Swetnick’s accusation, simply put, is not credible. It may never be definitively shown as false—and she shouldn’t be subjected to formal reprisals unless it is—but the information we have severely undercuts the story. To believe Swetnick now is to disregard the facts and embrace blind faith.
I have often criticized fourth-wave feminism for doing just this: asserting that we must always and automatically believe self-professed victims of sexual assault. In response, critics sometimes tell me that the activists do not literally mean to believe all survivors—they only want society to show women respect, hear them out, and not dismiss their claims.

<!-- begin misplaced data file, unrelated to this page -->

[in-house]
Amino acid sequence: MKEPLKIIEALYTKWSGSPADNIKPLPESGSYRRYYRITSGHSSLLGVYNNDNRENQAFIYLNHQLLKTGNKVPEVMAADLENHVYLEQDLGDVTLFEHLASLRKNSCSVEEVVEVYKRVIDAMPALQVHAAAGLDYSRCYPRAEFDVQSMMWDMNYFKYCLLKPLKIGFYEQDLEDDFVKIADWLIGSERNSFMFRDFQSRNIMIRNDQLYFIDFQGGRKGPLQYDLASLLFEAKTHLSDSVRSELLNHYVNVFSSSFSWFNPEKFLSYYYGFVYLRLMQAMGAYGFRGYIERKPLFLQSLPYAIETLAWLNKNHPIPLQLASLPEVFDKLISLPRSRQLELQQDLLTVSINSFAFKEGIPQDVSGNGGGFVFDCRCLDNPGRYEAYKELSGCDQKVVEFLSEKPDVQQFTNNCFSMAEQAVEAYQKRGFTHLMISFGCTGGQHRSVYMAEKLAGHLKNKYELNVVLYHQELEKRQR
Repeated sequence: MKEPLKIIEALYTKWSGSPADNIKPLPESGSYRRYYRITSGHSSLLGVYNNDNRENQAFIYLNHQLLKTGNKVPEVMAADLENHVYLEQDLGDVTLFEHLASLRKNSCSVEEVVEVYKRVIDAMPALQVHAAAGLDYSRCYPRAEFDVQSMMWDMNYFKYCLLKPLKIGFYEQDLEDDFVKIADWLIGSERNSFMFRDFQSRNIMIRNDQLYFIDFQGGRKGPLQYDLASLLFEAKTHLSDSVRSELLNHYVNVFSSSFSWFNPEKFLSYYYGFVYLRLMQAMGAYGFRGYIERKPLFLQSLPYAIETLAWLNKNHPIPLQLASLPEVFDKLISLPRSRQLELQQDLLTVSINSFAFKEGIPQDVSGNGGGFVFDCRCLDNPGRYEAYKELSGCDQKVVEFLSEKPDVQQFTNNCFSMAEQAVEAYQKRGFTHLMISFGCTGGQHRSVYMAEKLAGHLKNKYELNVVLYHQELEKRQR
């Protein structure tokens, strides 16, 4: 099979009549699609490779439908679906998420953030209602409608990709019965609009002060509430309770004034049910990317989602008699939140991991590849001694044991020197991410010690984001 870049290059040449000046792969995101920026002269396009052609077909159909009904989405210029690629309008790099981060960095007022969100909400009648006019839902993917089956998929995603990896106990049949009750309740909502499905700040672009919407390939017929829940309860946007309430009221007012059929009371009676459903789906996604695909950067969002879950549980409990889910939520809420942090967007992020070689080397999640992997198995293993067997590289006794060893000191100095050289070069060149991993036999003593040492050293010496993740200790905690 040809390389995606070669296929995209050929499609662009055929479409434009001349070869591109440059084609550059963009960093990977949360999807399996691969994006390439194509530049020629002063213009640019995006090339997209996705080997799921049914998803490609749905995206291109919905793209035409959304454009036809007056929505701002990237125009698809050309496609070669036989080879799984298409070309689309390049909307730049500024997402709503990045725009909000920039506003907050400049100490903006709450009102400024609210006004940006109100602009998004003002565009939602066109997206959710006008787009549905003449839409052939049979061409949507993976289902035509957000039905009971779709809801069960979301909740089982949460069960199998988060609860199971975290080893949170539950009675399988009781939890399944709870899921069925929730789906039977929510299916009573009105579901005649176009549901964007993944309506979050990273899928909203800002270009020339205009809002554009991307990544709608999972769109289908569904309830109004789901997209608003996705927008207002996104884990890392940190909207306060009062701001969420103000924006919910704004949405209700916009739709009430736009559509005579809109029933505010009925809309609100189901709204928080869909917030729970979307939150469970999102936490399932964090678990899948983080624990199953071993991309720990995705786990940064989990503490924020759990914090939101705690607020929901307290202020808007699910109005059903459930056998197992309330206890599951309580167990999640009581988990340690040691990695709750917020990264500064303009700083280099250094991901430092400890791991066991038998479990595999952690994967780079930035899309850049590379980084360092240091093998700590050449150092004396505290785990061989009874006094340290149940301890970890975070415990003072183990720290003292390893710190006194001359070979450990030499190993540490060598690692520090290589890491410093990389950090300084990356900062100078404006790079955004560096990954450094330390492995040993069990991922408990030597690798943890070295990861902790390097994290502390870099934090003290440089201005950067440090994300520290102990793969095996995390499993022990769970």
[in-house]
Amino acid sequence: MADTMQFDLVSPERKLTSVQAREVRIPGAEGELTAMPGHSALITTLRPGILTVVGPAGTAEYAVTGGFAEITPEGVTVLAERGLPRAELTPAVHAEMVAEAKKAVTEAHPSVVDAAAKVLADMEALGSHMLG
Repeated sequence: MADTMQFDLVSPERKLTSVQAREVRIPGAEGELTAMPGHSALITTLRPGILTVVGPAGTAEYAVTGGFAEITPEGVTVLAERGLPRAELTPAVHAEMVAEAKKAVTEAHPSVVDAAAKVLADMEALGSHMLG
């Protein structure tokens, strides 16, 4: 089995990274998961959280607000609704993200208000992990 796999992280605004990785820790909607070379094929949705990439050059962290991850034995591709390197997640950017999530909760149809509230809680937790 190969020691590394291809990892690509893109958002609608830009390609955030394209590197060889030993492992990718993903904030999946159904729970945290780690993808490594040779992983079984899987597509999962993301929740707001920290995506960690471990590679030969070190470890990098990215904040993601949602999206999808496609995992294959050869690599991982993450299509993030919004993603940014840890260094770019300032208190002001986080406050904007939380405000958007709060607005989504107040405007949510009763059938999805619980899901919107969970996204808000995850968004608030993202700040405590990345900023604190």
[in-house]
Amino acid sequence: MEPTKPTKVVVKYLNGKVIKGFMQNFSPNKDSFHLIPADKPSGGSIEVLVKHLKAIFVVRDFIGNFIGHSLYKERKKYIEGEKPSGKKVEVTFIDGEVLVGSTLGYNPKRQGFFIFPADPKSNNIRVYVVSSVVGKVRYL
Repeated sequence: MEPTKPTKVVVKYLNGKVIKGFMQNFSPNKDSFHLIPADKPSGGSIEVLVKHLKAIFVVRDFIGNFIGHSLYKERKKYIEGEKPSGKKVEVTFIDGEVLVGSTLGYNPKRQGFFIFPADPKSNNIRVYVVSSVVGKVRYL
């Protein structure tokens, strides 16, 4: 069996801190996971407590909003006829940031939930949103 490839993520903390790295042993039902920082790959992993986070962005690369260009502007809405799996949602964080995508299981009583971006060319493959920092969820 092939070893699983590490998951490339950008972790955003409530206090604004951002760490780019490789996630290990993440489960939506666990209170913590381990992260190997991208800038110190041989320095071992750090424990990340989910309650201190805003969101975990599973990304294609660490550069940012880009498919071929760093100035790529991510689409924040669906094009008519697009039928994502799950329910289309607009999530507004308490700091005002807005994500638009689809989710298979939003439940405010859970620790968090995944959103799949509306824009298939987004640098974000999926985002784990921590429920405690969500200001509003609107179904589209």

No doubt there are some activists for whom the hashtag “believe survivors” means just this. But activist groups like Planned Parenthood and NARAL that continue to side with Swetnick and Avenatti are implying that they mean “believe survivors” in the literal sense—that belief, not mere respect, is what intersectional progressivism requires.